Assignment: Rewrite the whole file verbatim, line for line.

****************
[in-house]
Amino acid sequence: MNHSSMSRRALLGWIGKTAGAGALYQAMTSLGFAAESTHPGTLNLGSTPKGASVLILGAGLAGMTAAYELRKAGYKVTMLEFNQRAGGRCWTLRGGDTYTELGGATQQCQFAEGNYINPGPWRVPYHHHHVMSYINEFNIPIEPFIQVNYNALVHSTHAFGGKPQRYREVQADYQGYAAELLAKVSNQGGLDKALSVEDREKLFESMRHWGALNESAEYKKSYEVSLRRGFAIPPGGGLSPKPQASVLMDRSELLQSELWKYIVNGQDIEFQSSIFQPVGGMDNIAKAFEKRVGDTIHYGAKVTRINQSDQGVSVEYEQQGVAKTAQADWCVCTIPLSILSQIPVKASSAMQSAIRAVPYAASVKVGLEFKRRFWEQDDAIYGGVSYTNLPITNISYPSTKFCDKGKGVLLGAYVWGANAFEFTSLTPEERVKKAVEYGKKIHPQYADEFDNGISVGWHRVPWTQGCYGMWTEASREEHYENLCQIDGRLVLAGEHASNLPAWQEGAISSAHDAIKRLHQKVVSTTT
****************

[in-house]
Amino acid sequence: MNHSSMSRRALLGWIGKTAGAGALYQAMTSLGFAAESTHPGTLNLGSTPKGASVLILGAGLAGMTAAYELRKAGYKVTMLEFNQRAGGRCWTLRGGDTYTELGGATQQCQFAEGNYINPGPWRVPYHHHHVMSYINEFNIPIEPFIQVNYNALVHSTHAFGGKPQRYREVQADYQGYAAELLAKVSNQGGLDKALSVEDREKLFESMRHWGALNESAEYKKSYEVSLRRGFAIPPGGGLSPKPQASVLMDRSELLQSELWKYIVNGQDIEFQSSIFQPVGGMDNIAKAFEKRVGDTIHYGAKVTRINQSDQGVSVEYEQQGVAKTAQADWCVCTIPLSILSQIPVKASSAMQSAIRAVPYAASVKVGLEFKRRFWEQDDAIYGGVSYTNLPITNISYPSTKFCDKGKGVLLGAYVWGANAFEFTSLTPEERVKKAVEYGKKIHPQYADEFDNGISVGWHRVPWTQGCYGMWTEASREEHYENLCQIDGRLVLAGEHASNLPAWQEGAISSAHDAIKRLHQKVVSTTT